Repercussions for marketers as mobile ecosystem evolves into duopoly
By Chantal Tode
September 24, 2013
Fairfax wants to take BlackBerry private
With BlackBerry being taken private and effectively exiting the consumer sector, it increasingly looks like the goal of having a competitive third mobile ecosystem after Android and iOS may be a pipe dream.
Not too long ago, the mobile handset manufacturing industry was dominated by companies with strong ties to telecommunications, such as BlackBerry and Nokia. However, with Nokia recently being acquired by Microsoft and the significant gains made by iOS and Android over the past few years, it is clear that mobile computing companies are the new leaders.
“The need for a third ecosystem as far as the consumer is concerned is debatable,” said Nick Spencer, London-based senior practice director for mobile devices, applications and content at ABI Research. “It is more about the industry wanting to have a balanced market by having three players.
“So you’ve seen all those telecom manufacturers fall away and they are being replaced by mobile computing firms, which is Android and iOS,” he said. “Samsung has moved with that and adopted Android.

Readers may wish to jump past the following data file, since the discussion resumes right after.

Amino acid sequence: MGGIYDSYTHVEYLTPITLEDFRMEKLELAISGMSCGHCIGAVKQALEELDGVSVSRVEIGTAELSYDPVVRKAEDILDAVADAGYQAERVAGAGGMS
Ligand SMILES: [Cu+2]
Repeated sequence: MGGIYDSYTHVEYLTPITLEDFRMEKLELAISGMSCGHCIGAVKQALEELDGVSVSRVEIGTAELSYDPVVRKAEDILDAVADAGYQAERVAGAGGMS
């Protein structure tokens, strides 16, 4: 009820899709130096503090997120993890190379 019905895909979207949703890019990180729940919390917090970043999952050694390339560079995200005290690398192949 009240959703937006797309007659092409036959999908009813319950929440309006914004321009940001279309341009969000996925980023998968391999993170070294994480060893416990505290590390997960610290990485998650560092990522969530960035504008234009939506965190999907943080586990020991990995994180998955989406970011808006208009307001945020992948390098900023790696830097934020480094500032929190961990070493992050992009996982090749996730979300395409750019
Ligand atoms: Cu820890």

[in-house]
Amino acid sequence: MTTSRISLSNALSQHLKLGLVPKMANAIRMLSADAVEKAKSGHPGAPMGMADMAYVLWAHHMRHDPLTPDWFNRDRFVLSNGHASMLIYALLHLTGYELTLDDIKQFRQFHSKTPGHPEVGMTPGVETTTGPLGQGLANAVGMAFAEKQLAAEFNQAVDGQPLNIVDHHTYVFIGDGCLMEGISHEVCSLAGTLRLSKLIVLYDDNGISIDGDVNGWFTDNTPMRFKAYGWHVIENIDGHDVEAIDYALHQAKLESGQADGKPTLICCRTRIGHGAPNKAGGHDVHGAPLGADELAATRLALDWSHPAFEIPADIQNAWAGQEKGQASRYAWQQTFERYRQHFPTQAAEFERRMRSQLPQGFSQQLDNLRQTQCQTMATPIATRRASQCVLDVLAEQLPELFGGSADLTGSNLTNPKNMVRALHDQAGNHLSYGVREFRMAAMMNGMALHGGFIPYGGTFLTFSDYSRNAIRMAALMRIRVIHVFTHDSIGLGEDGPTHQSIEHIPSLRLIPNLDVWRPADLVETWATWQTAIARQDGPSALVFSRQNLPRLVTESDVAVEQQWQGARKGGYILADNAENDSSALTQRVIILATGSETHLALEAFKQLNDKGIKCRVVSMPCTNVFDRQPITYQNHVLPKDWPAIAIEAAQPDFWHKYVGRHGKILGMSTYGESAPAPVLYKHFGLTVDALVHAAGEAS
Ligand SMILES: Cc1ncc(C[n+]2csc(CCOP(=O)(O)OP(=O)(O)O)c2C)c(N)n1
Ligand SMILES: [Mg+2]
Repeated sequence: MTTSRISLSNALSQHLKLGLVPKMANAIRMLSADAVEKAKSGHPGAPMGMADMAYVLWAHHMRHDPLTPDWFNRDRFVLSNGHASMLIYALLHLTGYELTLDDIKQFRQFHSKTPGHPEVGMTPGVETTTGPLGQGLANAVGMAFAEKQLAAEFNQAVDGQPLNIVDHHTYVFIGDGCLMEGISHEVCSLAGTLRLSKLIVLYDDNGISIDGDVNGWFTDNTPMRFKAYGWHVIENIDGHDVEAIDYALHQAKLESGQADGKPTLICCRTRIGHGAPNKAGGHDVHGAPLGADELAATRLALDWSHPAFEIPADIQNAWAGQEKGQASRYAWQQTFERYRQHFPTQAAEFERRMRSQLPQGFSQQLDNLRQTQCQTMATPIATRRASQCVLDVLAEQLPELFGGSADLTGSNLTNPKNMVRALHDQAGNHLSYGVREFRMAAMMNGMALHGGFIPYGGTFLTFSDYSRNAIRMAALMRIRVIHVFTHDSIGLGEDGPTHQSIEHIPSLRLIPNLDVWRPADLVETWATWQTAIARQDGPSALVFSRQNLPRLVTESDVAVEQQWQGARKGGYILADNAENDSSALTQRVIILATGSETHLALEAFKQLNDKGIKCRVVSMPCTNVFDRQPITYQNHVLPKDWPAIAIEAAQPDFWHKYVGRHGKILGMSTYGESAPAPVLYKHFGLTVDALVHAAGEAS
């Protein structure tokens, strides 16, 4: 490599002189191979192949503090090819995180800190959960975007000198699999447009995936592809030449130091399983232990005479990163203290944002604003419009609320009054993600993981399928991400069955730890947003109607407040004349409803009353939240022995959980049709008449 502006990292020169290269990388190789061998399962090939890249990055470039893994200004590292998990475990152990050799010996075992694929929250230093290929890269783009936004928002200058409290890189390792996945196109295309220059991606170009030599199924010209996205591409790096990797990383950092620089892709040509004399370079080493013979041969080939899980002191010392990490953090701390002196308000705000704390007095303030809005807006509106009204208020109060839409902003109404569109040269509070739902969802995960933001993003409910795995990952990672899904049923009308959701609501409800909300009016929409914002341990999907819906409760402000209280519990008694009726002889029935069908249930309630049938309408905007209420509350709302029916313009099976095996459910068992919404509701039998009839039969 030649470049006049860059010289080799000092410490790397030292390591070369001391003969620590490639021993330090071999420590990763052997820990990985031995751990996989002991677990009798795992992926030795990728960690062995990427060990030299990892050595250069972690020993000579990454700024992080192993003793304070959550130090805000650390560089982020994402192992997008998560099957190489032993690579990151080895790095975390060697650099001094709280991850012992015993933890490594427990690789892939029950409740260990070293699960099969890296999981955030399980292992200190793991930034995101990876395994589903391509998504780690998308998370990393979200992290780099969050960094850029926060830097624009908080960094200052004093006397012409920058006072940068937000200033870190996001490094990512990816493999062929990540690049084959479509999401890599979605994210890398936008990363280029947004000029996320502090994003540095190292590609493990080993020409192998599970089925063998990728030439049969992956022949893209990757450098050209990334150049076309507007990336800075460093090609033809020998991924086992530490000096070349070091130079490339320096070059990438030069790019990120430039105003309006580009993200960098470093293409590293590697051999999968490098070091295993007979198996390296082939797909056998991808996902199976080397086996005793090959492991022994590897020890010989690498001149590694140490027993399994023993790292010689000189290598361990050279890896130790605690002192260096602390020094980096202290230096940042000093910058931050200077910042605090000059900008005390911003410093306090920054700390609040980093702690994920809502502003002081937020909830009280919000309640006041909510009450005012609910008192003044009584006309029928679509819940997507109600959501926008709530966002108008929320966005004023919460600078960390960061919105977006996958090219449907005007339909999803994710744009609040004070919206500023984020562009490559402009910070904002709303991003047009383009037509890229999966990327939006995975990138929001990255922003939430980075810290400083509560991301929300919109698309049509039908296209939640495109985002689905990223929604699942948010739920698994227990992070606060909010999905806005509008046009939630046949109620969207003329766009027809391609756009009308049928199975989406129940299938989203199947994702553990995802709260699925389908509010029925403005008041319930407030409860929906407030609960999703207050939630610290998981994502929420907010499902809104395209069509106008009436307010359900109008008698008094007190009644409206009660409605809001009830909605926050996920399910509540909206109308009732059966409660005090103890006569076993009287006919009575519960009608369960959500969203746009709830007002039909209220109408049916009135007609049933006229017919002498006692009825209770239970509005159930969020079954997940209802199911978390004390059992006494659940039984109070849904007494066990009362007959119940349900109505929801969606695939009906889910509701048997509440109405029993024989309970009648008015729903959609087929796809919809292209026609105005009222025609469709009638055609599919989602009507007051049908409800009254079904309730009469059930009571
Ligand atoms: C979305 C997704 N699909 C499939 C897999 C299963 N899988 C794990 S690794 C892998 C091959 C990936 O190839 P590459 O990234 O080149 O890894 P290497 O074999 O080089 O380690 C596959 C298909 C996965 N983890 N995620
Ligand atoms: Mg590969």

“The jury is still out on Nokia.”
From bad to worse
The situation has unraveled quickly at BlackBerry over the past few days, starting with projections of steep quarterly losses, followed up the postponement of the BBM release on iOS and Android and cumulating in the news today that Fairfax Financial Holdings hopes to buy BlackBerry $4.7 billion.
The news was not unexpected.
Prem Watsa, who heads up Toronto-based Fairfax, spent seven months on the BlackBerry board, exiting just last month under rumors that he was planning to orchestrate a buyout. Mr. Watsa is BlackBerry’s largest shareholder, with almost 10 percent of the company’s shares.
Still, it is how quickly the situation has progressed that has taken some industry analysts by surprise.
BlackBerry said late last week that it would report a large quarterly operating loss of up to $995 million this week and cut a more than a third of its workforce.
Then, over the weekend, the company said it would postpone the rollout of its BlackBerry Messenger mobile social messaging service for iOS and Android.
Yesterday, came the news of the Fairfax deal, which – if approved - will take BlackBerry private so that it can take even more aggressive steps to try to turnaround the company.
However, so far there is only a letter of intent from Fairfax and how the deal will be financed is still unclear.
“Blackberry going down is an emotional and historical mark in the landscape of mobile telecoms but so are Fax machines,” said Bob Egan, founder of Sepharim Group.
“Despite allusions of grandeur, Blackberry's enterprise share is in the 20 percent range and sinking – and that share is largely made up of older BB7 corporate liable type devices,” he said. “Blackberry's enterprise share for its new BB10 devices is less than 1 percent.
“I think in terms of enterprise mobility management, it’s been over for BlackBerry for more than a year.”